So it is not without some amusement that I have discovered in recent years that the humble green pea (in perhaps its most humblest form – the frozen green pea) is one of my most loved and most eaten vegetables. It’s something about their texture, the sweetness of baby peas, and just how amazingly instant they are to enjoy when they come frozen in a bag! Normally I’m not a fan of frozen veg, but baby green peas hit the spot – there’s always a 1kg bag lurking in our freezer ready to be tossed into an omelette, enjoyed with creamy mash, made into mushy peas, or whatever else.

This risotto recipe, despite using frozen peas, is not a speedy dish to make. To be fair, this is the case with most risottos anyway, but this one does require an extra pot of simmering peas to factor into the usual juggling between the rice pot and the stock. But the dish is super tasty and worth the effort and extra washing-up. The original recipe calls for freshly podded baby peas, which I’m sure would be fabulous too, if you have the time and the peas are in season.

(I should add when I made this recipe for this post, I had to do it in stages, so the peas had to sit for a little in their cooking juices before I could resume the risotto. If you make it all in one go, you can expect a bit more brightness and brilliance in the green than that pictured below – what fun!)

green pea risotto with lemon garlic prawns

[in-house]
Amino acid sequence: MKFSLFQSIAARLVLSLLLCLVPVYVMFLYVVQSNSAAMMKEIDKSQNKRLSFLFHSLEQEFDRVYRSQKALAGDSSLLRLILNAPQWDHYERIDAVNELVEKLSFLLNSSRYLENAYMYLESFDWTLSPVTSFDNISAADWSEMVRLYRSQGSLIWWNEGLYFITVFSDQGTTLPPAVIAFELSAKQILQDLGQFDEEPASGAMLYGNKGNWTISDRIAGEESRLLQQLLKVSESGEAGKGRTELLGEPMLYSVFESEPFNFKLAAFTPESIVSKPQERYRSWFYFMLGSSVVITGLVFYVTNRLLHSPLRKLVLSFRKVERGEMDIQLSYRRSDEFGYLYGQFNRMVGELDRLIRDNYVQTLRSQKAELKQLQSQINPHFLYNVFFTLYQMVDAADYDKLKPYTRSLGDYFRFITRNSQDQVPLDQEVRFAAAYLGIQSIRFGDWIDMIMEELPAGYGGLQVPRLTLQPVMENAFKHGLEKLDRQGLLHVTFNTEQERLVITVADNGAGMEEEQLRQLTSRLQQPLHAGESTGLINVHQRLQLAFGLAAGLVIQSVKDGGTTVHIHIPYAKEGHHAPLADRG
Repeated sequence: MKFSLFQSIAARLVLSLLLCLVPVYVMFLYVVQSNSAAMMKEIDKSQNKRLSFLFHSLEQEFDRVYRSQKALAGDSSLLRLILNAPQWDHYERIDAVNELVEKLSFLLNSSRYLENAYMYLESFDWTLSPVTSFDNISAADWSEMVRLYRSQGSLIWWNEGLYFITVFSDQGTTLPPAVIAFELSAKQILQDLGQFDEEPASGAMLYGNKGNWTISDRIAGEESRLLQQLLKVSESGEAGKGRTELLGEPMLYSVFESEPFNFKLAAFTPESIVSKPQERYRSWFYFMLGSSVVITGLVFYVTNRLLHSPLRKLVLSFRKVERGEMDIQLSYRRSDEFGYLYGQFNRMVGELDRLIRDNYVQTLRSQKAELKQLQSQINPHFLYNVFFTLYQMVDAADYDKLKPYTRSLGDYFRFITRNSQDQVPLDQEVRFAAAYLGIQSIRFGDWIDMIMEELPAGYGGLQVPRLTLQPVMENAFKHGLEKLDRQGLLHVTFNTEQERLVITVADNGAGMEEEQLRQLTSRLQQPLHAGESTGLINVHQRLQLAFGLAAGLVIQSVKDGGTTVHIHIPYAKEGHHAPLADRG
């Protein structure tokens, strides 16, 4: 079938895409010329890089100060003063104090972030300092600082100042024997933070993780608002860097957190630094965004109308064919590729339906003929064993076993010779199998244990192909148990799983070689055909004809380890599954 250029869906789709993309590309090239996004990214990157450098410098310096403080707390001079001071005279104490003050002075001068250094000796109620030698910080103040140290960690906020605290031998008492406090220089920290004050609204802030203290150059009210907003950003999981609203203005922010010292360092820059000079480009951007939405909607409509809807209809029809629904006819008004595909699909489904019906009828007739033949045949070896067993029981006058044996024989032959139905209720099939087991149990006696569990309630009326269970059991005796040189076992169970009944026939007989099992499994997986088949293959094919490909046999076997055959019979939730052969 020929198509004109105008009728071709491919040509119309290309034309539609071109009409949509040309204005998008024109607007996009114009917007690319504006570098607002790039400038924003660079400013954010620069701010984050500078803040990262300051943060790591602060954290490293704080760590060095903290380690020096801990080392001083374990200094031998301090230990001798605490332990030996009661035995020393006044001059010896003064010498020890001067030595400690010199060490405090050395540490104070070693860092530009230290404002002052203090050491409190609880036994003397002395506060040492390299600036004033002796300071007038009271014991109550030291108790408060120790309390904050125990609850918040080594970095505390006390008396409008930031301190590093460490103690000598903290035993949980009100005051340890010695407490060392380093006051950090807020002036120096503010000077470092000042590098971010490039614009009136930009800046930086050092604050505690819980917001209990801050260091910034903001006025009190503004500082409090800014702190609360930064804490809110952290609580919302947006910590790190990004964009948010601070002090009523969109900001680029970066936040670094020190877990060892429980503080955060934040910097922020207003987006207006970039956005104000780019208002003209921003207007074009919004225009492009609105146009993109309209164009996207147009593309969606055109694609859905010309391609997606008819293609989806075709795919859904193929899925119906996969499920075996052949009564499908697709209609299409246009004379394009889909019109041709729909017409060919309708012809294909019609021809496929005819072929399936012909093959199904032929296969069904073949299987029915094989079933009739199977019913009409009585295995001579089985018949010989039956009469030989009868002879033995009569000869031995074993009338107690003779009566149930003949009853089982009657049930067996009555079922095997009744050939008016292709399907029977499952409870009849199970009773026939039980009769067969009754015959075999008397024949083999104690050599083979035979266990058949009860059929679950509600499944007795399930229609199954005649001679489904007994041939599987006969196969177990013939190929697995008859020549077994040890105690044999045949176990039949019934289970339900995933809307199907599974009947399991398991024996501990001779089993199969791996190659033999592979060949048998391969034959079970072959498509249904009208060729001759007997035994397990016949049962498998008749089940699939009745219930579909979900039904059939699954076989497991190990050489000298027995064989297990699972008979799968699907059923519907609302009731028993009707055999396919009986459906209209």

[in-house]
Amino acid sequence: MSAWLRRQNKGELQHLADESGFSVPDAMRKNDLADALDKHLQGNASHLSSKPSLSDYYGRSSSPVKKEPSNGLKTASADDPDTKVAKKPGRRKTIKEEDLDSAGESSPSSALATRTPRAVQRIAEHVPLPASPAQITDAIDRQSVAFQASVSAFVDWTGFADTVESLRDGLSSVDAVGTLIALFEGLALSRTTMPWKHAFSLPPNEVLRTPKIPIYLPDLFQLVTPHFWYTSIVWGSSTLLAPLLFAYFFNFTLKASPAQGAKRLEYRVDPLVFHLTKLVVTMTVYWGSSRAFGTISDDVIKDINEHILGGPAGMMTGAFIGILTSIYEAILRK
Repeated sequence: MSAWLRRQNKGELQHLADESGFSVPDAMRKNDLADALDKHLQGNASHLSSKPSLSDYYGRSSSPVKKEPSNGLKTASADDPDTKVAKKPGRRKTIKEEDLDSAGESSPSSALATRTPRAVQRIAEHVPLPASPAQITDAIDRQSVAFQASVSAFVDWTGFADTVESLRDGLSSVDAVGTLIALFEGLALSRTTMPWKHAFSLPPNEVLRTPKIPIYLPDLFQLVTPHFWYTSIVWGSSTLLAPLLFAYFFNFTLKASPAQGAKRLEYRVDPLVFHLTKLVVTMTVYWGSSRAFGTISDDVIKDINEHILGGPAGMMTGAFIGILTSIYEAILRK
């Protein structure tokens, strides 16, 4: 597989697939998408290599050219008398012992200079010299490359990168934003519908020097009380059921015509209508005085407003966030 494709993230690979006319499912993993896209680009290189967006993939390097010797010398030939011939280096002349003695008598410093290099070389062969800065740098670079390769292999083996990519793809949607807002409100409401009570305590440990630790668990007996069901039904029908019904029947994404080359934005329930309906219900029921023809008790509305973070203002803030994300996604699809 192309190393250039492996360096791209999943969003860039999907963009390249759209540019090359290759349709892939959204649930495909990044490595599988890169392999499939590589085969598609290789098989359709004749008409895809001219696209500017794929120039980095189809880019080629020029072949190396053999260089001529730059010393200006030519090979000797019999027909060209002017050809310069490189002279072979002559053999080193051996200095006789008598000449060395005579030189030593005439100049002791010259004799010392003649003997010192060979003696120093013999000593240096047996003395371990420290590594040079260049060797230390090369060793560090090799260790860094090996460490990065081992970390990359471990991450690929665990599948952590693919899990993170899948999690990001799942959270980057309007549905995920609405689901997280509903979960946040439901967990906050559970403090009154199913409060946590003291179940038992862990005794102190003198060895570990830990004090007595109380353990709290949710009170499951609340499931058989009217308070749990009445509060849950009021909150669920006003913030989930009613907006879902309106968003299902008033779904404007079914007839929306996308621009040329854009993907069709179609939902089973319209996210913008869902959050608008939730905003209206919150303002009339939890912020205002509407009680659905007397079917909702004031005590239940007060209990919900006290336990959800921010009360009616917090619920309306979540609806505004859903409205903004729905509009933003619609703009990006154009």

Adapted from River Cafe Cook Book Green

For the risotto
750g baby peas (frozen is fine)
750mL vegetable stock
1 tbsp fresh mint leaves
2 garlic cloves
50g unsalted butter
1 bunch spring onions (about 5 small white onion bulbs), chopped finely
200g arborio rice
1 tbsp fresh basil leaves, torn
1/3 cup dry vermouth

For the prawns
400g peeled raw prawns
1 garlic clove, peeled and halved
finely grated zest of half a lemon

Bring a medium saucepan of water to the boil. Add 1/4 tsp salt, the peas, mint and 1 whole peeled garlic clove. Simmer for 3-4 mins until the peas are just cooked and bright green. Drain, reserving 1/3 cup of the cooking water. Put the drained peas and the reserved cooking water back into the saucepan and set aside.

Heat up your stock (I normally do this in a pyrex jug in the microwave) so it’s ready to go. In a large saucepan, saute the spring onions with 3/4 of the butter on medium heat for 2 minutes, then add the second garlic clove, crushed. Saute for another minute or so until the onion is soft but not coloured. Add the rice, and stir for another minute or so until the grains are coated. Then add in the hot stock, about 1/2 a cup at a time, stirring and adding more stock when the rice has absorbed the liquid. Continue till all the stock is used, which should take about 10-15 minutes of loving attention and stirring. The rice should now be not quite al dente.

Stir through half the peas into the rice. Mash the remaining peas, mint, garlic and cooking water in the medium saucepan (I use a bamix/hand blender for this step), then stir the pea mash into the rice as well. Stir through the basil, vermouth, and remaining bit of butter. Test for doneness, and season well with salt and pepper. Cover and set aside while you do the prawns.

Heat a large non-stick frying pan on high heat and add a tbsp of olive oil and toss in the garlic. When the oil is very hot, add the prawns all at once and stir fry until golden. This should only take a few minutes. Add a good grinding of salt and the lemon zest. When the prawns are cooked, remove the garlic halves, and stir the prawns into the risotto.

For a purely vege version: instead of using prawns you can top the risotto with crumbled creamy ricotta, finely grated lemon zest, and generous grindings of parmesan cheese and black pepper.